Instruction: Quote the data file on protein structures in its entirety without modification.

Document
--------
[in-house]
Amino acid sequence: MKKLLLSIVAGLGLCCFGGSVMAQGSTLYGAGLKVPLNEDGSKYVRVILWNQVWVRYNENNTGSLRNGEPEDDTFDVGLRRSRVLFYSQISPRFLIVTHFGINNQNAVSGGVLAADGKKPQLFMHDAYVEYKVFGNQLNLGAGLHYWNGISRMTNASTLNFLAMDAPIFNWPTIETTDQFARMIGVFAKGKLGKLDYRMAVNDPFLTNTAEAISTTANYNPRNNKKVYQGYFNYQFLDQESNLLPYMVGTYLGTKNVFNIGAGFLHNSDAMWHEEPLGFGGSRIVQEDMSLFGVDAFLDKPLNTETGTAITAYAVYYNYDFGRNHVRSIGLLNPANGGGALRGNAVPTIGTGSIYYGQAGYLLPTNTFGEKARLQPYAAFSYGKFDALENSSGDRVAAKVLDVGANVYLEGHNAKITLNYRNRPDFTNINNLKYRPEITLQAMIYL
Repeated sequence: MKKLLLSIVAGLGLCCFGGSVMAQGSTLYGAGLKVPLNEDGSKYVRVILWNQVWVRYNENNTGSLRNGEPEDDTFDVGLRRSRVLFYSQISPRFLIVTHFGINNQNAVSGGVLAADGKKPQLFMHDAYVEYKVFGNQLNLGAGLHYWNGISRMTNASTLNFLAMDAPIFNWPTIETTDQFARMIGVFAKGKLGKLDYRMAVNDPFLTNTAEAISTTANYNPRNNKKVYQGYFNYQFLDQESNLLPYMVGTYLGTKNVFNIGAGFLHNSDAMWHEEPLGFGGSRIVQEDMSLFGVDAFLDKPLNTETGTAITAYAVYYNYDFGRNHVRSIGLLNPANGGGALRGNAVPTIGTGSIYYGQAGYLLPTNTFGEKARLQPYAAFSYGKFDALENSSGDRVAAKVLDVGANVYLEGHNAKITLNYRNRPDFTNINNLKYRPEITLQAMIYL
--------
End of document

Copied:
[in-house]
Amino acid sequence: MKKLLLSIVAGLGLCCFGGSVMAQGSTLYGAGLKVPLNEDGSKYVRVILWNQVWVRYNENNTGSLRNGEPEDDTFDVGLRRSRVLFYSQISPRFLIVTHFGINNQNAVSGGVLAADGKKPQLFMHDAYVEYKVFGNQLNLGAGLHYWNGISRMTNASTLNFLAMDAPIFNWPTIETTDQFARMIGVFAKGKLGKLDYRMAVNDPFLTNTAEAISTTANYNPRNNKKVYQGYFNYQFLDQESNLLPYMVGTYLGTKNVFNIGAGFLHNSDAMWHEEPLGFGGSRIVQEDMSLFGVDAFLDKPLNTETGTAITAYAVYYNYDFGRNHVRSIGLLNPANGGGALRGNAVPTIGTGSIYYGQAGYLLPTNTFGEKARLQPYAAFSYGKFDALENSSGDRVAAKVLDVGANVYLEGHNAKITLNYRNRPDFTNINNLKYRPEITLQAMIYL
Repeated sequence: MKKLLLSIVAGLGLCCFGGSVMAQGSTLYGAGLKVPLNEDGSKYVRVILWNQVWVRYNENNTGSLRNGEPEDDTFDVGLRRSRVLFYSQISPRFLIVTHFGINNQNAVSGGVLAADGKKPQLFMHDAYVEYKVFGNQLNLGAGLHYWNGISRMTNASTLNFLAMDAPIFNWPTIETTDQFARMIGVFAKGKLGKLDYRMAVNDPFLTNTAEAISTTANYNPRNNKKVYQGYFNYQFLDQESNLLPYMVGTYLGTKNVFNIGAGFLHNSDAMWHEEPLGFGGSRIVQEDMSLFGVDAFLDKPLNTETGTAITAYAVYYNYDFGRNHVRSIGLLNPANGGGALRGNAVPTIGTGSIYYGQAGYLLPTNTFGEKARLQPYAAFSYGKFDALENSSGDRVAAKVLDVGANVYLEGHNAKITLNYRNRPDFTNINNLKYRPEITLQAMIYL